Jun. 24, 1998

Things My Grandmother Must Have Said

by Mark Cox


Today's Reading: "Things My Grandfather Must Have Said" by Mark Cox from SMOULDER, published by David R. Godine (1989).

The BERLIN AIRLIFT began on this day in 1948, the first of two million tons of food and supplies flown by British and U.S. planes over a Soviet blockade. Berlin was mostly rubble when the war ended in 1945, and for years afterward thousands were homeless and hungry. When the Western Allies decided to unify the parts of Germany they occupied, the Soviets reacted by banning all rail and road traffic in and out of Berlin. President Harry Truman ordered the blockade broken. Planes began landing on June 24 and kept up throughout 1948. The airlift ended when the Soviets called off the blockade in September 1949.

It's the birthday in Boston, 1916 of poet JOHN CIARDI. Educated at Tufts and the University of Michigan, he taught at Kansas State until WWII broke out. He served as a B-29 gunner over Japan, then came back to lecture on poetry for 30 years at the Bread Loaf Writers Conference in Middlebury, Vermont, half that time directing the program. He edited poetry for the Saturday Review from 1956 to 1972, and authored 40 books of poetry and criticism.

It's the birthday in Waldstein, Austria, 1883, of physicist VICTOR FRANCIS HESS. He won the Nobel Prize in 1936 for discovering cosmic rays, the high-energy radiation that comes from outer space.

It's the birthday near Pomeroy, Ohio, 1842, of writer AMBROSE BIERCE, whose stories about war, horror, and death earned him the nickname "Bitter Bierce." In 1891 he brought out the first of his three best-known books, In the Midst of Life, followed two years later by Can Such Things Be? — both of them story collections. In 1906 he wrote The Devil's Dictionary, a book full of definitions like: Bore, noun: a person who talks when you wish him to listen.

It's the birthday in Litchfield, Connecticut, 1813, of the preacher and social reformer HENRY WARD BEECHER. The Beecher family was prominent in 19th-century Ohio and Connecticut: Henry's sister Harriet wrote Uncle Tom's Cabin, and four of his brothers all became famous preachers and teachers.

It was on this day in 1647 that MARGARET BRENT, a wealthy landowner in Maryland, appeared before the Maryland assembly AND DEMANDED THE RIGHT TO VOTE. The men of the Assembly were shocked at her request and turned her down. She moved to Virginia.

Be well, do good work, and keep in touch.®




  • “Writers end up writing stories—or rather, stories' shadows—and they're grateful if they can, but it is not enough. Nothing the writer can do is ever enough” —Joy Williams
  • “I want to live other lives. I've never quite believed that one chance is all I get. Writing is my way of making other chances.” —Anne Tyler
  • “Writing is a performance, like singing an aria or dancing a jig” —Stephen Greenblatt
  • “All good writing is swimming under water and holding your breath.” —F. Scott Fitzgerald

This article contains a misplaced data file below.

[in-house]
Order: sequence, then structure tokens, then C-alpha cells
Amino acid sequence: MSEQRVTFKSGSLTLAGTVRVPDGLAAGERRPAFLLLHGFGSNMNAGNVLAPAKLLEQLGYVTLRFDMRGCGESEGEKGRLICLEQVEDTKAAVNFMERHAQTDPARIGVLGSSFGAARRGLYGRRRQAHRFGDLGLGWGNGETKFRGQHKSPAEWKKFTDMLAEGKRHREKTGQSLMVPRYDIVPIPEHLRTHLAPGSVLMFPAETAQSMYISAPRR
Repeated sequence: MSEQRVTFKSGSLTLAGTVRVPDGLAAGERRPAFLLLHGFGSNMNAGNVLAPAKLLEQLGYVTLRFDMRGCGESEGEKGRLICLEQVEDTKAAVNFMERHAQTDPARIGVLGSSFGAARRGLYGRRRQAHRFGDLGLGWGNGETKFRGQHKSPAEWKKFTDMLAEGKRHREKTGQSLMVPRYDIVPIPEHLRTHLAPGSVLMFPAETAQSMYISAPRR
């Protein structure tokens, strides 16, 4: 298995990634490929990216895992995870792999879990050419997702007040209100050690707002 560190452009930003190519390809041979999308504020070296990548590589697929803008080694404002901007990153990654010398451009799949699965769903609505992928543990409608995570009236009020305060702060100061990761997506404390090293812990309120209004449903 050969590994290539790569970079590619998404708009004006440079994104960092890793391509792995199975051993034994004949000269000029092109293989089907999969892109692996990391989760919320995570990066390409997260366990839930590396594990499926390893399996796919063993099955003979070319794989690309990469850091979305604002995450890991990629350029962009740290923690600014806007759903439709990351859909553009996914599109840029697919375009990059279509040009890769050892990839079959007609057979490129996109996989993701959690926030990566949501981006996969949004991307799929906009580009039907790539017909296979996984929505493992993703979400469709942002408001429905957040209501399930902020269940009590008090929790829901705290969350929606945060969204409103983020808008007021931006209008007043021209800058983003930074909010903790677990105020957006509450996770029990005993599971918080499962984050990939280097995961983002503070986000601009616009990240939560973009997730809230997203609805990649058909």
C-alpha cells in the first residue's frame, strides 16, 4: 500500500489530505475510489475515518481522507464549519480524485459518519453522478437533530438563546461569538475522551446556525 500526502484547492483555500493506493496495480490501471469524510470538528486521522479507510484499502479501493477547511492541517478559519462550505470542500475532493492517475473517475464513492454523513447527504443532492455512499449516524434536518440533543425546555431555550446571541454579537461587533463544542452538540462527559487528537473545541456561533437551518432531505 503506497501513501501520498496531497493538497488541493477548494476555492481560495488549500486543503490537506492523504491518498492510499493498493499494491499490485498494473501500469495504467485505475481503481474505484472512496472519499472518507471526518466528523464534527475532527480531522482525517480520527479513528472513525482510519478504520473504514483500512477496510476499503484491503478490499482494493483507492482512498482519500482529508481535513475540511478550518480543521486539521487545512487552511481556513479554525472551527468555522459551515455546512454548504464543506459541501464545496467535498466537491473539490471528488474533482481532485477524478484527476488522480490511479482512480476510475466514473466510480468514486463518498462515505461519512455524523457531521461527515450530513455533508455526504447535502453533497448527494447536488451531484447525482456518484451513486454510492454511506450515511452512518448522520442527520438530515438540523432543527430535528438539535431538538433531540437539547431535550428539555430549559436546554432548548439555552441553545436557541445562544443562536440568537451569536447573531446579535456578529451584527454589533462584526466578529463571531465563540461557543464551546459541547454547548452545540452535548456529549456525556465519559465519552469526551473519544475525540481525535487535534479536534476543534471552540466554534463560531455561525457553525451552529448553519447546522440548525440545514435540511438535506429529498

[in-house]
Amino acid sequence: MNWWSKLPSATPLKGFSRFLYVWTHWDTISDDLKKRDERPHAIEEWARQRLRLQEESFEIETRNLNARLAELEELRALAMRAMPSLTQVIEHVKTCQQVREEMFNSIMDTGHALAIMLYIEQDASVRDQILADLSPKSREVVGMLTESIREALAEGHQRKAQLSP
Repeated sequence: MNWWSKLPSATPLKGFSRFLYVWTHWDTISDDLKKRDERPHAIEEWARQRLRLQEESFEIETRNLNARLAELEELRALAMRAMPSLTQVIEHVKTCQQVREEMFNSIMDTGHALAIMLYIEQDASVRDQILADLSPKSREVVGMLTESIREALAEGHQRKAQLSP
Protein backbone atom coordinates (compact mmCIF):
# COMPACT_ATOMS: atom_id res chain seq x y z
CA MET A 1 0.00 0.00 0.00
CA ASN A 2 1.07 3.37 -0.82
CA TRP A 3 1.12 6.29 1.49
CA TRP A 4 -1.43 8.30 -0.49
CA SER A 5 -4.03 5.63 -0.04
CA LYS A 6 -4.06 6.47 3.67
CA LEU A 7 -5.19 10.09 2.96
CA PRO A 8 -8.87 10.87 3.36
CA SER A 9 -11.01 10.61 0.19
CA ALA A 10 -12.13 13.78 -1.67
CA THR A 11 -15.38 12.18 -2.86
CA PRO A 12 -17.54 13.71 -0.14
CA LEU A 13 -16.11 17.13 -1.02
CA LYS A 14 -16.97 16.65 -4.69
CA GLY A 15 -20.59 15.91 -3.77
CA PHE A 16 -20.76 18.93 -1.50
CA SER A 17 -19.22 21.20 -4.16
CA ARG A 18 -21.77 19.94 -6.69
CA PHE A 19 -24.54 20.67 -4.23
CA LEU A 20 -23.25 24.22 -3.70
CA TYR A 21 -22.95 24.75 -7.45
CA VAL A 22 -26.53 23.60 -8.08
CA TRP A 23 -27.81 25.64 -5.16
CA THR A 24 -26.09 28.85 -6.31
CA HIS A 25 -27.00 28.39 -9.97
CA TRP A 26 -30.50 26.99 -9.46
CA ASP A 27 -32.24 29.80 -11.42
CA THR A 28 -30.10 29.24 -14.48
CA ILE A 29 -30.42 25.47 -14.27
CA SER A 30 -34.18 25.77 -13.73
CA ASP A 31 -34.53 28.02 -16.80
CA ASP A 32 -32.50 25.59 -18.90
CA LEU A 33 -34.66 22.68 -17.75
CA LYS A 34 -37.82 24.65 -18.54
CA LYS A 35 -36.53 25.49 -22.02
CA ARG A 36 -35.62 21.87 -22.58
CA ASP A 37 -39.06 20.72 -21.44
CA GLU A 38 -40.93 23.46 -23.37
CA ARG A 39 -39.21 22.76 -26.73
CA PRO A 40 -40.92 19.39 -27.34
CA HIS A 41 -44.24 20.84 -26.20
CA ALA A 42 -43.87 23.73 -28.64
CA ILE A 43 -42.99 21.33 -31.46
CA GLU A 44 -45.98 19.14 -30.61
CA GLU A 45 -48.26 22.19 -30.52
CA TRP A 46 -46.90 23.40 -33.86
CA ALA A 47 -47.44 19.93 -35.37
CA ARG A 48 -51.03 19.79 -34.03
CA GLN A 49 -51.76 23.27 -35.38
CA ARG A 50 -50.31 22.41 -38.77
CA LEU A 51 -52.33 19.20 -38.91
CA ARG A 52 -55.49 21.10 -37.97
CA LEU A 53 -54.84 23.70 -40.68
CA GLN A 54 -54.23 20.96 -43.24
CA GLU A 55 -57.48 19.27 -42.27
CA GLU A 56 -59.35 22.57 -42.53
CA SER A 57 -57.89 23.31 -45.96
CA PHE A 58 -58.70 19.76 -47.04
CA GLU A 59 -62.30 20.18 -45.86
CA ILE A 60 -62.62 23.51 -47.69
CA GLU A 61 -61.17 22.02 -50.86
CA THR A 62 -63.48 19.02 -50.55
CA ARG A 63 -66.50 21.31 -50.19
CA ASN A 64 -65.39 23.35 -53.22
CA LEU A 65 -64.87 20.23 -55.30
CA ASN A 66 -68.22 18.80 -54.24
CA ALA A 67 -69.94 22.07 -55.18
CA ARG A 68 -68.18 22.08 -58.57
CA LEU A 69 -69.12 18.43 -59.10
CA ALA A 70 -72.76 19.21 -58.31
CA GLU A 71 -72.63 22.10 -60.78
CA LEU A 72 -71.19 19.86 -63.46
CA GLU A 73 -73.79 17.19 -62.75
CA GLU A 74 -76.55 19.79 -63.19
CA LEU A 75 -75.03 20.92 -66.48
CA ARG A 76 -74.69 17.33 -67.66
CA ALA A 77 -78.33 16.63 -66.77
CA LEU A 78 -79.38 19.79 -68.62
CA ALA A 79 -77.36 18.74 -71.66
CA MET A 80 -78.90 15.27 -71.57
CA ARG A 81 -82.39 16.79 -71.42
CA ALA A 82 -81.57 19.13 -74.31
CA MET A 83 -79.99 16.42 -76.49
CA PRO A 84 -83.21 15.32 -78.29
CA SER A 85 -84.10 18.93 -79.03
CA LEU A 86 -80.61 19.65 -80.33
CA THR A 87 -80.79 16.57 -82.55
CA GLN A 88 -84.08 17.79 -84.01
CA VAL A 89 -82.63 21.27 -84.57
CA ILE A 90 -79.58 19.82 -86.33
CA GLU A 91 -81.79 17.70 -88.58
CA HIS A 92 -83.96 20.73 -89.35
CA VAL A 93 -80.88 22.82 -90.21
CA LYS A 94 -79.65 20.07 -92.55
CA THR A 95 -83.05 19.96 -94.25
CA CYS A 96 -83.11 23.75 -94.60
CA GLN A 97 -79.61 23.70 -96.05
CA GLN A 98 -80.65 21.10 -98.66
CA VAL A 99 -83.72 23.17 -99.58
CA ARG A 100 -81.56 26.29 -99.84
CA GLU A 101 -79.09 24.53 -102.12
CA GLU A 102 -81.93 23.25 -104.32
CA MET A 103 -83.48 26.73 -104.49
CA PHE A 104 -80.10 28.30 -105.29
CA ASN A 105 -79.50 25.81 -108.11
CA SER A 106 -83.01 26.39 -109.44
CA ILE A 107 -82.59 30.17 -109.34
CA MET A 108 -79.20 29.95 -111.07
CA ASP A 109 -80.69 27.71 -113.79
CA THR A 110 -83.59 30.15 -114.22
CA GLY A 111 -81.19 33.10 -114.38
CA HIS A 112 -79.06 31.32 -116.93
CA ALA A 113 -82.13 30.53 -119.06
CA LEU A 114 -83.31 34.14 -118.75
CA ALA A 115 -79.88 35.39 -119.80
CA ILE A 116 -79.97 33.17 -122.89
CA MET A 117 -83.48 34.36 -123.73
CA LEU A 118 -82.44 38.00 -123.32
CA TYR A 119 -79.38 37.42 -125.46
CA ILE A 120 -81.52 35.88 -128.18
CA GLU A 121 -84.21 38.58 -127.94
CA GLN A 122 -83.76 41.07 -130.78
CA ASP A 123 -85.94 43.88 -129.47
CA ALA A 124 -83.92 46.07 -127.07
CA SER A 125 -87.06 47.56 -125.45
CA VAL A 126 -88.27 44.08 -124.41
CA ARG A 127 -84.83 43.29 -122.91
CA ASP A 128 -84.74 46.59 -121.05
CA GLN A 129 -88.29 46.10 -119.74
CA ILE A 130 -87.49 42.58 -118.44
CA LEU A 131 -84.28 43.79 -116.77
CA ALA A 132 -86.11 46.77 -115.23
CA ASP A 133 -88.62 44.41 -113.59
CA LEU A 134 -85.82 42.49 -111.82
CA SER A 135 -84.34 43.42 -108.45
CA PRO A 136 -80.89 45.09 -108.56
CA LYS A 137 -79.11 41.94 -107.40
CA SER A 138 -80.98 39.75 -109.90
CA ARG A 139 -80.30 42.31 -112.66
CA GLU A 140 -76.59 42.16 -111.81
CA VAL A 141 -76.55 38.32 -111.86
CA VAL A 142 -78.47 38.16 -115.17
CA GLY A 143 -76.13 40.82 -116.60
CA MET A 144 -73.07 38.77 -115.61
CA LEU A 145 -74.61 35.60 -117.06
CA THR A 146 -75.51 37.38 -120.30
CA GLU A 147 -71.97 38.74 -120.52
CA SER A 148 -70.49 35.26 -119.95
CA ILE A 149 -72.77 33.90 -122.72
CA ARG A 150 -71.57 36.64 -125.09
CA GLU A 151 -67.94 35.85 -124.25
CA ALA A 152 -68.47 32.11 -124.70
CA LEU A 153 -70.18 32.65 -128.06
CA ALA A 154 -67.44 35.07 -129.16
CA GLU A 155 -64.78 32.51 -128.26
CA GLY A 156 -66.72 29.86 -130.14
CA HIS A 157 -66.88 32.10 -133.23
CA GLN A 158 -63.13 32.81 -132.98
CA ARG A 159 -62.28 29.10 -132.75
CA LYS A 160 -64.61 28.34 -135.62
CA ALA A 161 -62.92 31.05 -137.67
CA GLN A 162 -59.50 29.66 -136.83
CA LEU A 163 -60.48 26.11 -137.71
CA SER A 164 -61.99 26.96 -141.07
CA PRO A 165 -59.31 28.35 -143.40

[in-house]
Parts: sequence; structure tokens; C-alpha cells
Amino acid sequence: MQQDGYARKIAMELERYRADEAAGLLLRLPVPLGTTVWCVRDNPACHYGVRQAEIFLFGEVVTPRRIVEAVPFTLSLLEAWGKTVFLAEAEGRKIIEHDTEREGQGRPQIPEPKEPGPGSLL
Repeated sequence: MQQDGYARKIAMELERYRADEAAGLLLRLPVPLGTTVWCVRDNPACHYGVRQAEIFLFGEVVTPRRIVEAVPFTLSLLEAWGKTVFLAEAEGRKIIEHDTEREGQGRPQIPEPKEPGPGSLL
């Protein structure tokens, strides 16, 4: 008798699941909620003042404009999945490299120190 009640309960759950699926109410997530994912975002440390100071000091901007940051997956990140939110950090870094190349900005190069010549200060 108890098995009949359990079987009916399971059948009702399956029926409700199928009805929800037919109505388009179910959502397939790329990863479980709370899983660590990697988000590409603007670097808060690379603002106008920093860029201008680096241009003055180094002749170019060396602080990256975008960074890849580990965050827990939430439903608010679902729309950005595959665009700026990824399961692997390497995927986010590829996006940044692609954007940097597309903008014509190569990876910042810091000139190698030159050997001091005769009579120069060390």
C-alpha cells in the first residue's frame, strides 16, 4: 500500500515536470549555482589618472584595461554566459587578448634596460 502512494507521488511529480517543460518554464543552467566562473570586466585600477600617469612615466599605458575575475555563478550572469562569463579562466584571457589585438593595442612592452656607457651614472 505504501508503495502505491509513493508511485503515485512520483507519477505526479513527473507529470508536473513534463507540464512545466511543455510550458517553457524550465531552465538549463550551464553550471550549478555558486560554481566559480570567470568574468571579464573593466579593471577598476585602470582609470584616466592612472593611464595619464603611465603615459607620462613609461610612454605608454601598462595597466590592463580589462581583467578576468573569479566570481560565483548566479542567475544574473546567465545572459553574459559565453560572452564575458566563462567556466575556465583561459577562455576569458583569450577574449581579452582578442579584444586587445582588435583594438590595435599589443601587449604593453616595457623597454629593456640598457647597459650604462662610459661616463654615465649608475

• “Good writing is always about things that are important to you, things that are scary to you, things that eat you up.” —John Edgar Wideman
  • “In certain ways writing is a form of prayer.” —Denise Levertov
  • “Writing is a socially acceptable form of schizophrenia.” —E.L. Doctorow
  • “Writing is like driving at night in the fog. You can only see as far as your headlights, but you can make the whole trip that way.” —E.L. Doctorow
  • “Let's face it, writing is hell.” —William Styron
  • “A writer is someone for whom writing is more difficult than it is for other people.” —Thomas Mann
  • “Writing is 90 percent procrastination: reading magazines, eating cereal out of the box, watching infomercials.” —Paul Rudnick
  • “Writing is a failure. Writing is not only useless, it's spoiled paper.” —Padget Powell
  • “Writing is very hard work and knowing what you're doing the whole time.” —Shelby Foote
  • “I think all writing is a disease. You can't stop it.” —William Carlos Williams
  • “Writing is like getting married. One should never commit oneself until one is amazed at one's luck.” —Iris Murdoch
  • “The less conscious one is of being ‘a writer,’ the better the writing.” —Pico Iyer
  • “Writing is…that oddest of anomalies: an intimate letter to a stranger.” —Pico Iyer
  • “Writing is my dharma.” —Raja Rao
  • “Writing is a combination of intangible creative fantasy and appallingly hard work.” —Anthony Powell
  • “I think writing is, by definition, an optimistic act.” —Michael Cunningham
The Writer's Almanac on Facebook

The Writer's Almanac on Twitter

Subscribe to our daily newsletter for poems, prose and literary history every morning
An interview with Jeffrey Harrison at The Writer's Almanac Bookshelf
Current Faves - Learn more about poets featured frequently on the show
O, What a Luxury

Although he has edited several anthologies of his favorite poems, O, What a Luxury: Verses Lyrical, Vulgar, Pathetic & Profound forges a new path for Garrison Keillor, as a poet of light verse. Purchase O, What a Luxury »